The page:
David Cameron was handed a bitter defeat by his own MPs over the EU budget, with Eurosceptic Tories conspiring with Labour to deliver a victory over the EU budget.
Tory MP Mark Reckless' amendment asks the prime minister to call for a cut to the EU budget when he attends the negotiations, instead of Cameron's preferred tactic of arguing for a budget freeze.
The amendment was voted through by 307 votes to 294, although the vote is not binding on the Prime Minister. The real result of Wednesday vote is to show up how little control Cameron has on many MPs in his own party.
It was 51 Tory MPs who delivered the defeat, including Douglas Carswell, Bill Cash, David Davis, Zac Goldsmith, Bob Stewart and Nadine Dorries.
One leading Conservative rebel, Peter Bone, hailed what he called a "remarkable victory".
"Parliament spoke for the people," he said. "There was enormous pressure on colleagues to vote with the Government.
"It was a very significant victory for the people. It was because MPs have to face their constituents."
Among ministers, there was fury at the way Labour had, in their view, switched position to outflank the Government on its most vulnerable issue.
For Labour, jubilant shadow chancellor Ed Balls said: "This is a humiliating defeat for David Cameron which shows how weak and out of touch he has become.
"The Prime Minister wanted to say the EU budget should rise in line with inflation, but has been forced by Labour MPs and his own backbenchers to seek a real-terms cut."
It was a blow for new Chief Whip Sir George Young, who replaced Andrew Mitchell just 13 days ago.
The vote over the budget has been uncomfortable for some Labour MPs as well as some Tories with a senior Labour MP appearing to lash out at Ed Miliband's decision to join forces with Tory rebels over the vote.
Margaret Hodge was heard describing a vote as "hateful" as she prepared to chair a meeting of the Commons public accounts committee.
Her remarks to colleagues were picked up by microphones broadcasting the hearing on the internet.
"I hate this vote. I do not want to do it. It's hateful," she said.
"I just think it's outrageous. I'm almost wanting to abstain."
Hodge declined to comment after the meeting.
Tory backbencher Cash, who chairs the European Scrutiny Committee, earlier Wednesday condemned the EU for demanding more cash.
"The money comes from the taxpayer, it doesn't grow on trees - that's what they don't understand," the veteran eurosceptic told MPs.
"They are living on another planet, that's the real problem."
He said the budget process was "based on nonsense; it's an Alice in Wonderland fantasy", and claimed European Commission president Jose Manuel Barroso's recent speech calling for federalism showed the Prime Minister the choice facing Britain.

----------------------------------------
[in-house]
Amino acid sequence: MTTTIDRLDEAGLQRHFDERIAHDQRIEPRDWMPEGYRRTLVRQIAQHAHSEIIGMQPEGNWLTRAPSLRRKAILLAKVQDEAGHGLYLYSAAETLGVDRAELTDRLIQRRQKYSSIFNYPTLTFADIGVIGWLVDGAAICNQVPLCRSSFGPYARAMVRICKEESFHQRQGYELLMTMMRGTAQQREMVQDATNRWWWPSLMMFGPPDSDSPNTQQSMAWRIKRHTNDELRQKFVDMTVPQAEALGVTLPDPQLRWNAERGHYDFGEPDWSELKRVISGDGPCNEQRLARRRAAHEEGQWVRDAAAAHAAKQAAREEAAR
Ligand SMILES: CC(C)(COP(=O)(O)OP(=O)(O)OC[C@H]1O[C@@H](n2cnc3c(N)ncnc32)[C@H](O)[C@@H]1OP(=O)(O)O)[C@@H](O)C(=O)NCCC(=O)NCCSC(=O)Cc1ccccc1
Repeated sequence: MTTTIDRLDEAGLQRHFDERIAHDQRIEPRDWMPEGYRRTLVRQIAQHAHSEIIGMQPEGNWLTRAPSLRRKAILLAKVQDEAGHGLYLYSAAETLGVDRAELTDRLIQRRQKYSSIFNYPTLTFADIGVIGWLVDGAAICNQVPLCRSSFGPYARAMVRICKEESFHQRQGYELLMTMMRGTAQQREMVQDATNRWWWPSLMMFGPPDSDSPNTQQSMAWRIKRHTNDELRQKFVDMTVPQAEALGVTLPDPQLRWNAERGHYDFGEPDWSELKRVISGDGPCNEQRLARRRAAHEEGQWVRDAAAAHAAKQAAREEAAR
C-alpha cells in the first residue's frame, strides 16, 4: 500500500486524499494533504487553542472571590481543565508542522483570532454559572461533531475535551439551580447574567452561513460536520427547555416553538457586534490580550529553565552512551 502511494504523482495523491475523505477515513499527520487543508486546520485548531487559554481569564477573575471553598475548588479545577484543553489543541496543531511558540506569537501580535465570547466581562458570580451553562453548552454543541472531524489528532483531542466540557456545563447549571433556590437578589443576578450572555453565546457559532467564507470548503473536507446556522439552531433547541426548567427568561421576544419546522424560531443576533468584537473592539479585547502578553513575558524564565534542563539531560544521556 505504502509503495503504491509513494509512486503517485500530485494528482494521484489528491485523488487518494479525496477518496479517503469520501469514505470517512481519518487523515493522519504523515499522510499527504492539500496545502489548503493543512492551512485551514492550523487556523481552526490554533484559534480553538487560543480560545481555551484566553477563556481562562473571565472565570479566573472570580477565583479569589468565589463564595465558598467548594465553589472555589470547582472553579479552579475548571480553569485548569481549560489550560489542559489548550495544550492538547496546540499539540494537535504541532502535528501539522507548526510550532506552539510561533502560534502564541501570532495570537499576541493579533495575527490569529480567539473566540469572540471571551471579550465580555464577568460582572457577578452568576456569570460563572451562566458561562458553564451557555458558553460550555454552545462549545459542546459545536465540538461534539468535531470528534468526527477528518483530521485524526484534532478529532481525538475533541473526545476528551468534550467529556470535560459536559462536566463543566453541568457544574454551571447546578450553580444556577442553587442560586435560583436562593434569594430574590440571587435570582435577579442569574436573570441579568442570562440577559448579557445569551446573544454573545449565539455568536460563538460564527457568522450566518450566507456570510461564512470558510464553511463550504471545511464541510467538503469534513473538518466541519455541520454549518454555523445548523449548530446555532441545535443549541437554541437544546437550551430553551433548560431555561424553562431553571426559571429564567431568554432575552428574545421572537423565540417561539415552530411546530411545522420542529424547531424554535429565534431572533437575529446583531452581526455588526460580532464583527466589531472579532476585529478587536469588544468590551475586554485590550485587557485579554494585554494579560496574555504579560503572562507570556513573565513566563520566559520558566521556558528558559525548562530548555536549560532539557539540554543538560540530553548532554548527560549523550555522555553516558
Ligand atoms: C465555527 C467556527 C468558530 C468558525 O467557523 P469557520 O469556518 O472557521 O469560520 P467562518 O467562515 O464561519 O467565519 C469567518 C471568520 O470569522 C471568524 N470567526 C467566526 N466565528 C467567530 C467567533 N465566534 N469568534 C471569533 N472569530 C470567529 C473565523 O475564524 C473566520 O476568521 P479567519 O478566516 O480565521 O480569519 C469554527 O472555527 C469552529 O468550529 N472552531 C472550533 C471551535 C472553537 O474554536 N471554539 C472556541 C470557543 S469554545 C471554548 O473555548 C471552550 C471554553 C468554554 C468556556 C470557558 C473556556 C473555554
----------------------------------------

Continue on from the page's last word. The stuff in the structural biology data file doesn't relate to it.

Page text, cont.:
"It has put us at the crossroads. We cannot continue to assume that that which was being considered before that date still applies now; we are on a different journey.
"The reality therefore is that we have got to take a stand, and that is what this is all about."
He added: "The European project is a failing project. They won't recognise it, so what are they doing?
"They're saying, 'We are going to go on and have a federal Europe'.
"Well, let them have it. They can have their federal Europe if they want, but we in this country cannot possible be part of it, it is unthinkable.
"The Prime Minister knows it is unthinkable."
Labour's former Europe minister Chris Bryant backed the Tory amendment, questioning how MPs could justify spending cuts in the UK while the EU budget rose.
Bryant said: "How can we possibly go back to our constituents and say to teachers and fire officers and police officers and all the rest, 'We want to give more money to the European Union, but you have got to live with a pay freeze, with a smaller amount of money'?
"I just do not see how I could possibly argue that."
Following the vote, Europe Minister David Lidington rounded angrily on Labour.
"For the Labour Party to become a convert to fiscal discipline is at odds with everything that they did in government. They didn't ask for even a freeze, let alone a cut," he told BBC News.
Foreign Secretary William Hague said ministers would "hear and take notice" of what Parliament had said but indicated that the Government would not change its negotiating position.
"We are already going for the toughest position any prime minister has ever gone for in EU budget negotiations. He will continue to seek the best possible deal for the British taxpayer," he told BBC News.
Earlier on Wednesday Ed Miliband accused David Cameron of being a "weak" leader.
Speaking during Prime Minister's Questions, Miliband mocked Cameron's inability to control his own MPs.
"He can't convince European leaders, he can't even convince his own backbenchers. He is weak abroad he is weak at home, it's John Major over again," he said.
He added: "How can he be giving up on a cut in the EU budget before the negotiations have begun?"